As anyone who lives anywhere near Los Angeles is painfully aware, you are not allowed to get old here. You must wear the same tight jeans as your daughter, look the same from the back, and if possible, only appear about 10 years older than she (if she's around 13 or 14)from the front. Now of course, that isn't easy, but that's why we have Dr. Ourian at the Beverly Hills Surgical Center, who champions the famous 60 minute facial re-do that will take off all those unwanted years. Get rid of that divorce, that bankruptcy, husbands' infidelities, kids who disappoint you, friends and relatives who die or abandon you; all that leaves traces on your face: those sunken eyes, saggy chin skin, soft jaw line, wrinkles around your eyes, oh the horror . . .
Don't let anyone know that you have lived longer than college, that you have experienced loss and failure, that you have parented a child or children, that you see history repeat itself and then repeat itself again. Here, in this part of the world, we want you new and shiny. We don't like experience in women; that makes them "cougars" and "bitches", and we all know how--in the end--a 44 year old will always lose to a 20-something on reality TV; and reality TV is the driving force that defines our culture, our, well, "reality". Never mind that there is nothing further from real than those canned, cheap shows that pretend to tell us who we are and what we care about.
So it is with a certain obvious bitterness that I start my 44th year (or do I start my 45th?). I don't feel that a particular age "belongs" to me, but everything around me is more than willing to assign me to a category. Is this the year I stop fighting, or do I give in and visit the posh offices of Dr. Ourian? I am not above it all, not able to simply say, "yes, I'm middle aged, and I'm proud!" Middle-aged women are not the object of desire in our culture unless it's a joke or a fetish. I'm just not ready to give up youth and desirability in the name of some nebulous "maturity" that seeks to define me through our twisted lens of what's "appropriate" for our age.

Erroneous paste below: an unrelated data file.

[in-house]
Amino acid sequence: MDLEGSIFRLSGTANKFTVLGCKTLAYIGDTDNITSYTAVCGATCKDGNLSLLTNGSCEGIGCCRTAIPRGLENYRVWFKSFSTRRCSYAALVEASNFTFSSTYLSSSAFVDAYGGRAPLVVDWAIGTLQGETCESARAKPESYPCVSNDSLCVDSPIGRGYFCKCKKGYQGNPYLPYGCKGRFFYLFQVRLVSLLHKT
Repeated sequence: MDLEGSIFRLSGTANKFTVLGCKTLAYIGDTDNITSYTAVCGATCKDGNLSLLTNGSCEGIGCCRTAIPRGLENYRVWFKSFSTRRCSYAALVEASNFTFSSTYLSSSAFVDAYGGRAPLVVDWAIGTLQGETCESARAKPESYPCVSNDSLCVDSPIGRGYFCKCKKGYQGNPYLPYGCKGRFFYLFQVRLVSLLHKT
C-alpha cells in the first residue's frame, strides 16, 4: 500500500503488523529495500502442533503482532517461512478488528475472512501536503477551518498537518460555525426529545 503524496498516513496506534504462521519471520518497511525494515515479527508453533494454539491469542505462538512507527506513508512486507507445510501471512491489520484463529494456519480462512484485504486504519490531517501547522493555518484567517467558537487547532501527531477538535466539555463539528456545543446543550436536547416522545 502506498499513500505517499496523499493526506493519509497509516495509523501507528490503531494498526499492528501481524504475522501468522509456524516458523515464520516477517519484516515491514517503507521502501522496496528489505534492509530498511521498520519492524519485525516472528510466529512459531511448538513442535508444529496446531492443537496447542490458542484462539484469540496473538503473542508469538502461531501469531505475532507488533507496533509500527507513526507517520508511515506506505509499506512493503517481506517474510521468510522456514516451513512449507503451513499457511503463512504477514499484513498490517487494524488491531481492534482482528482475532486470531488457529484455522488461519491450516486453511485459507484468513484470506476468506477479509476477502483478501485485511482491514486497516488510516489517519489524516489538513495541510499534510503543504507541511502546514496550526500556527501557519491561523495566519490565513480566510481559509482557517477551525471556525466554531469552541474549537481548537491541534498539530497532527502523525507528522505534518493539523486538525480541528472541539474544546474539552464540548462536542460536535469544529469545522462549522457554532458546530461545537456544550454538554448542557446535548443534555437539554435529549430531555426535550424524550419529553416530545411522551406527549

As a culture, we are very leery of a woman my age. We are not old enough to be written off as crones or grandmas, stripped of our sexuality. We are not young enough to be considered "hot" and worthy of pursuit. We inhabit a gray area, too smart and experienced to play the naive little thing that everyone wants to bed, too aware of ourselves and conscious of the gender wars to be the airhead, the starlet, America's sweetheart, or any other role that demands a lack of worldly experience along with a willingness to be the sex toy of any persuasive young man. I am not saying that I desperately want to be the airhead or the starlet, nor am I affirming my interest in young men bedding me; I don't want my sexuality defined by my age, whether I'm 24 or 44. In fact, I don't want the media--who utterly controls our culture in So Cal--to define the parameters for desirability in general. Judy Dench is sexy as "M" in the Bond movies. If people find that funny, uncomfortable or disgusting, then that shows to what extent we have all bought into the myth of youth=desire.
So where do we fit in? We don't. We need to stop asking the question. I don't think L.A. culture knows what to do with the woman of a "certain age"; it tries to convince us to plump up or faces, erase our wrinkles and tone our asses in the hopes that perhaps we can play the 20-something just a little bit longer; then, when we hit 50, it's truly all over and we can start playing the grandma or the bitch; you choose. In any case, the message is: you make us uncomfortable, so either disappear or pretend you're 20 years younger. We'll play along, but at some point, we'll have to dispose of you or ignore you completely.